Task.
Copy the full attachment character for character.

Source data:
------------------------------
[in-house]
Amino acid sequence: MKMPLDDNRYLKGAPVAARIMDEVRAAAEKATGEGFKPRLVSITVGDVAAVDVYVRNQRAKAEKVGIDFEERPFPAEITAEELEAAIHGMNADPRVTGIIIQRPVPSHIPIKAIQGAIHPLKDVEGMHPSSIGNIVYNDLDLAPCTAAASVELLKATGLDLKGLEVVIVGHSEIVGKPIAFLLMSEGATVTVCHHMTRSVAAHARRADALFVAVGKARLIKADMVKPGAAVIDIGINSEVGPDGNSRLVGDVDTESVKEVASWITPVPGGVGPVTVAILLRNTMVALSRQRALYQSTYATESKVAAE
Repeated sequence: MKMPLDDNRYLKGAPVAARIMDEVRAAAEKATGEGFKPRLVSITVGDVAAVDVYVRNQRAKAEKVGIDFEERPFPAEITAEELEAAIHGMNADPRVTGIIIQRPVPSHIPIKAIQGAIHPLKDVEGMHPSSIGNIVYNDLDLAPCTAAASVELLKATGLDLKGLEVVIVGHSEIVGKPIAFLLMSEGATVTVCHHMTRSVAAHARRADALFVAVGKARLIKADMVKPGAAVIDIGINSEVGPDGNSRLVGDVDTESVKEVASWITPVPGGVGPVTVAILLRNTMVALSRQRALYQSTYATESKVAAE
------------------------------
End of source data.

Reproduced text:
[in-house]
Amino acid sequence: MKMPLDDNRYLKGAPVAARIMDEVRAAAEKATGEGFKPRLVSITVGDVAAVDVYVRNQRAKAEKVGIDFEERPFPAEITAEELEAAIHGMNADPRVTGIIIQRPVPSHIPIKAIQGAIHPLKDVEGMHPSSIGNIVYNDLDLAPCTAAASVELLKATGLDLKGLEVVIVGHSEIVGKPIAFLLMSEGATVTVCHHMTRSVAAHARRADALFVAVGKARLIKADMVKPGAAVIDIGINSEVGPDGNSRLVGDVDTESVKEVASWITPVPGGVGPVTVAILLRNTMVALSRQRALYQSTYATESKVAAE
Repeated sequence: MKMPLDDNRYLKGAPVAARIMDEVRAAAEKATGEGFKPRLVSITVGDVAAVDVYVRNQRAKAEKVGIDFEERPFPAEITAEELEAAIHGMNADPRVTGIIIQRPVPSHIPIKAIQGAIHPLKDVEGMHPSSIGNIVYNDLDLAPCTAAASVELLKATGLDLKGLEVVIVGHSEIVGKPIAFLLMSEGATVTVCHHMTRSVAAHARRADALFVAVGKARLIKADMVKPGAAVIDIGINSEVGPDGNSRLVGDVDTESVKEVASWITPVPGGVGPVTVAILLRNTMVALSRQRALYQSTYATESKVAAE